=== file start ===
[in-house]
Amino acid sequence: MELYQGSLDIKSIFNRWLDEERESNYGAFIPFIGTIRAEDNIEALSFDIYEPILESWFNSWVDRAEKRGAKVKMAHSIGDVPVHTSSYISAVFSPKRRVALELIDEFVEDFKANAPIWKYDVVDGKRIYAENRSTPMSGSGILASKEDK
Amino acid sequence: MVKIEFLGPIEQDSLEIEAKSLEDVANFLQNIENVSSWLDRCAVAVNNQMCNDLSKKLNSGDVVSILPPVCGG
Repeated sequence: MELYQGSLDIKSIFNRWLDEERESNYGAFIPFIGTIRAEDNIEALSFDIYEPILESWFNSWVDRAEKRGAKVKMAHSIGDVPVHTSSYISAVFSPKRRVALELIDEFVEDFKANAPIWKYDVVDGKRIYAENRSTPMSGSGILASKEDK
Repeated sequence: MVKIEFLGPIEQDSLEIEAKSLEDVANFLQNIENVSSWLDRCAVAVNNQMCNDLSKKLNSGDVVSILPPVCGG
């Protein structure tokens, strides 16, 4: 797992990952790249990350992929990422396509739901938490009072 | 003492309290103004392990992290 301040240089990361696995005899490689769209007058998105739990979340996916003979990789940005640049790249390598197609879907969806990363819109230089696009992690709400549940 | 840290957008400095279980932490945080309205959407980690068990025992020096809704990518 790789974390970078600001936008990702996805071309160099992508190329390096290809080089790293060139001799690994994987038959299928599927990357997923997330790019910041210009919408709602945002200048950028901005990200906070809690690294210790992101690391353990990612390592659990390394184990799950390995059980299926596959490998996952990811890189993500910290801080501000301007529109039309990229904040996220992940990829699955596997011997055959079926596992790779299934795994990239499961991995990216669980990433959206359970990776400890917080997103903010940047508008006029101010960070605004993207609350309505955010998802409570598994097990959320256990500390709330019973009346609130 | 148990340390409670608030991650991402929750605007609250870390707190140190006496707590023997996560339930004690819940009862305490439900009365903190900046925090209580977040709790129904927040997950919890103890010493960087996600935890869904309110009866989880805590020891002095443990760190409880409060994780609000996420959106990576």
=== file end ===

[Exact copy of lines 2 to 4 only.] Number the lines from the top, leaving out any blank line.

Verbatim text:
Amino acid sequence: MELYQGSLDIKSIFNRWLDEERESNYGAFIPFIGTIRAEDNIEALSFDIYEPILESWFNSWVDRAEKRGAKVKMAHSIGDVPVHTSSYISAVFSPKRRVALELIDEFVEDFKANAPIWKYDVVDGKRIYAENRSTPMSGSGILASKEDK
Amino acid sequence: MVKIEFLGPIEQDSLEIEAKSLEDVANFLQNIENVSSWLDRCAVAVNNQMCNDLSKKLNSGDVVSILPPVCGG
Repeated sequence: MELYQGSLDIKSIFNRWLDEERESNYGAFIPFIGTIRAEDNIEALSFDIYEPILESWFNSWVDRAEKRGAKVKMAHSIGDVPVHTSSYISAVFSPKRRVALELIDEFVEDFKANAPIWKYDVVDGKRIYAENRSTPMSGSGILASKEDK